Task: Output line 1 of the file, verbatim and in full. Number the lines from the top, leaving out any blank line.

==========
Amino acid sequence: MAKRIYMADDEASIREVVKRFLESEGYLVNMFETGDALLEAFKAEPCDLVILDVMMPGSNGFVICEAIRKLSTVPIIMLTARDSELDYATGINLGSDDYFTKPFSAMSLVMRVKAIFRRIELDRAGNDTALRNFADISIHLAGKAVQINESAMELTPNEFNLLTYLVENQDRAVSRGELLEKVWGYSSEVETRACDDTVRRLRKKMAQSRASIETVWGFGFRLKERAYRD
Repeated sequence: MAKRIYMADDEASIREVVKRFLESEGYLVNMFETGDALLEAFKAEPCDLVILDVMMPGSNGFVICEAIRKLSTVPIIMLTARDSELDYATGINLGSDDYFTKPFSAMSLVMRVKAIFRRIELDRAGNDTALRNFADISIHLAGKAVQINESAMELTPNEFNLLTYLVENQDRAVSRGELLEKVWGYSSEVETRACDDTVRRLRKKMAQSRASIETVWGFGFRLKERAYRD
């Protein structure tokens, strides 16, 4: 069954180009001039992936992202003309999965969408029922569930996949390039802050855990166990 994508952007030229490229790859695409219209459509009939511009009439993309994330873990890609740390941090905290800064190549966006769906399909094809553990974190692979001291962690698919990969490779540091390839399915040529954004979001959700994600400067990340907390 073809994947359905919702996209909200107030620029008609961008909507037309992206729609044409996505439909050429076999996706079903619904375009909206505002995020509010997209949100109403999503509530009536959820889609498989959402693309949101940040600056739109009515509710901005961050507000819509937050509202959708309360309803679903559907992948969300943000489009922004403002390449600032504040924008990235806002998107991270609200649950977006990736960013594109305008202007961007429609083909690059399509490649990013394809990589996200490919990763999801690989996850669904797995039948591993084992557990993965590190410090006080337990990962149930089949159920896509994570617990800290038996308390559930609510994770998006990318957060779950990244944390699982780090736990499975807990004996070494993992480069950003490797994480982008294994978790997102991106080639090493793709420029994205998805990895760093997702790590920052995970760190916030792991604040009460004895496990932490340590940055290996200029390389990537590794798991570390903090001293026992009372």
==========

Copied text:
Amino acid sequence: MAKRIYMADDEASIREVVKRFLESEGYLVNMFETGDALLEAFKAEPCDLVILDVMMPGSNGFVICEAIRKLSTVPIIMLTARDSELDYATGINLGSDDYFTKPFSAMSLVMRVKAIFRRIELDRAGNDTALRNFADISIHLAGKAVQINESAMELTPNEFNLLTYLVENQDRAVSRGELLEKVWGYSSEVETRACDDTVRRLRKKMAQSRASIETVWGFGFRLKERAYRD